An old Senegalese proverb says, “An elder who dies is like a library that burns.” This belief is at the heart of the small but moving independent film Goodbye Solo, directed and co-written by Ramin Bahrani. It’s also the conviction that drives the main character, Solo (Souléymane Sy Savané), an upbeat Senegalese immigrant to the U.S.

While driving a cab in Winston-Salem, North Carolina, Solo encounters the grim William (Red West), a 70-year-old who is losing his grip on life. After a late-night ride home, William makes a proposition. In two weeks he wants the young cabbie to drive him up to Blowing Rock, a mountain ledge outside of Winston-Salem, and leave him there. It seems clear that William means to end it all. Solo makes it his mission to convince the old man that his life still has meaning.

In the meantime, we get to know Solo, a cheery dreamer who lives with Quiera (Carmen Leyva), his tough-as-nails Latina wife, who is pregnant with his child, and with Quiera’s nine-year- old stepdaughter, Alex (Diana Franco Galindo). Solo’s goal is to become a flight attendant, a profession that would allow him to escape the confines of his taxi and soar through the skies. We are also introduced to other immigrants—cabbies, assorted drug dealers and various merchants, many of whom gather at the local bar where Solo’s ex-wife serves drinks.

The more we learn about Solo, the less we seem to know about William, who is shuffling through his days with the demeanor of a death-row inmate. We get only an occasional glimpse into his past via a random photo of a boy who works at the local movie theater and a few scrawled journal entries.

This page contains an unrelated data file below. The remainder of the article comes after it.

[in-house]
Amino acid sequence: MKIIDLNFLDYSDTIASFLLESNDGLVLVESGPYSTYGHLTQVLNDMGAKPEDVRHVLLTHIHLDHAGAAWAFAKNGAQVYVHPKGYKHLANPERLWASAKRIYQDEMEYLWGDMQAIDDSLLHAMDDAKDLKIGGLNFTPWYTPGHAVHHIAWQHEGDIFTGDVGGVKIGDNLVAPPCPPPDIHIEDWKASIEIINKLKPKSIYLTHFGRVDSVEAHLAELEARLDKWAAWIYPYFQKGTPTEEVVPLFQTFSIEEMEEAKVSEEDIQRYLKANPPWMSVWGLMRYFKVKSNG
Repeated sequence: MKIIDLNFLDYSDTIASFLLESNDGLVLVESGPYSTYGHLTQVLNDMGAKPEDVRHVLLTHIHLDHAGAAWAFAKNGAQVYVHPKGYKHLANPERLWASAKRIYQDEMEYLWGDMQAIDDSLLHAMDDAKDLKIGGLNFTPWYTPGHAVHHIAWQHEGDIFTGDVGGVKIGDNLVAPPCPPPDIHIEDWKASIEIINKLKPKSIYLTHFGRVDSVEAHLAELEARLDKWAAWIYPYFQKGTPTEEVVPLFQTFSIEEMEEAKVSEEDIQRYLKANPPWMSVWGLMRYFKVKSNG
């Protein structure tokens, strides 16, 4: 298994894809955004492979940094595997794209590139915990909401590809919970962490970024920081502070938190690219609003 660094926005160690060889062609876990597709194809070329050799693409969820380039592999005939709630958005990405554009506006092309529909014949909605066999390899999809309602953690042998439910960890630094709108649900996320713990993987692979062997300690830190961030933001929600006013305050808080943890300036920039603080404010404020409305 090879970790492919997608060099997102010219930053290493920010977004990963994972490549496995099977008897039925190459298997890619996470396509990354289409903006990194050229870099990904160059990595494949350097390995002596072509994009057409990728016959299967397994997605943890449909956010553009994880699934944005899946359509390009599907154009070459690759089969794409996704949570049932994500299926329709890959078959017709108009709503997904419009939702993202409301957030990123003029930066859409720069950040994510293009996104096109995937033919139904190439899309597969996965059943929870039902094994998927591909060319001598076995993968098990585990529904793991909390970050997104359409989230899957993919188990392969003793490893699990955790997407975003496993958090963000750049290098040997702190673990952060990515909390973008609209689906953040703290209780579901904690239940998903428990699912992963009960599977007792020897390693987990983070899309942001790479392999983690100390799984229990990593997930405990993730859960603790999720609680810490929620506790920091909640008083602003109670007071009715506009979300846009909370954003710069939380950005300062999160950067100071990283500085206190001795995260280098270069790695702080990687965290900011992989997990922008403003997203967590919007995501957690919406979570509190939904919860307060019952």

With all the gumption of the angel Clarence in It’s a Wonderful Life, Solo tries to drag William back from the abyss. He becomes his regular driver, allows William to move into his house for a spell, becomes William’s roommate at a motel when Quiera kicks them both out, and allows him to get to know Alex, who, like Solo, is bursting with life.

Much of the film’s success rests with the lead actors. Savané is a former model from the Ivory Coast. He has never acted in films before, but his smiling face and enticing laugh are perfect for the role. West is a longtime character actor, though he is best known for being a close friend and bodyguard of Elvis Presley and a key member of Presley’s infamous Memphis Mafia. The two create a contrasting world of black and white, hope and despair, the beginning and the end.

Bahrani’s previous two films, Man Push Cart and Chop Shop, also dealt with the immigrant experience in America. Good bye Solo moves beyond the immigrant story to consider larger questions of morality. If it is human kind’s responsibility to extend a helping hand to those who are lost, Bahrani asks, when is it time to let go?